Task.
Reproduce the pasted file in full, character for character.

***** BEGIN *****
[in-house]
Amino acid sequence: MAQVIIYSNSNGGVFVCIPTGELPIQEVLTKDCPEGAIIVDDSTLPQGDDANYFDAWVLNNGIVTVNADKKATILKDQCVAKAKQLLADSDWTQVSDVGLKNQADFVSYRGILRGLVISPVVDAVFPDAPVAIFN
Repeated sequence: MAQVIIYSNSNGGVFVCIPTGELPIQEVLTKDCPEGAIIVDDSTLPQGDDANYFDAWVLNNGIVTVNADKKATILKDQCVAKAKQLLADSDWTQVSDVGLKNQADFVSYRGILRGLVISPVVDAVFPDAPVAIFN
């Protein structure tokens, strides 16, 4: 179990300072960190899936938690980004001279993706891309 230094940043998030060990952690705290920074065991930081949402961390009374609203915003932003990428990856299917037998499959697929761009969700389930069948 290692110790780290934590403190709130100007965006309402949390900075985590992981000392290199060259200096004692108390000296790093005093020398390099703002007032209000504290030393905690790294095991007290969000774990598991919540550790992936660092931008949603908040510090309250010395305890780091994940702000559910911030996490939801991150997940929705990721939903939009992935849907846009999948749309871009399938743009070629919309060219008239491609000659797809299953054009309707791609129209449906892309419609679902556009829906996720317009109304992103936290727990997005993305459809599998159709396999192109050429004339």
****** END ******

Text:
[in-house]
Amino acid sequence: MAQVIIYSNSNGGVFVCIPTGELPIQEVLTKDCPEGAIIVDDSTLPQGDDANYFDAWVLNNGIVTVNADKKATILKDQCVAKAKQLLADSDWTQVSDVGLKNQADFVSYRGILRGLVISPVVDAVFPDAPVAIFN
Repeated sequence: MAQVIIYSNSNGGVFVCIPTGELPIQEVLTKDCPEGAIIVDDSTLPQGDDANYFDAWVLNNGIVTVNADKKATILKDQCVAKAKQLLADSDWTQVSDVGLKNQADFVSYRGILRGLVISPVVDAVFPDAPVAIFN
């Protein structure tokens, strides 16, 4: 179990300072960190899936938690980004001279993706891309 230094940043998030060990952690705290920074065991930081949402961390009374609203915003932003990428990856299917037998499959697929761009969700389930069948 290692110790780290934590403190709130100007965006309402949390900075985590992981000392290199060259200096004692108390000296790093005093020398390099703002007032209000504290030393905690790294095991007290969000774990598991919540550790992936660092931008949603908040510090309250010395305890780091994940702000559910911030996490939801991150997940929705990721939903939009992935849907846009999948749309871009399938743009070629919309060219008239491609000659797809299953054009309707791609129209449906892309419609679902556009829906996720317009109304992103936290727990997005993305459809599998159709396999192109050429004339």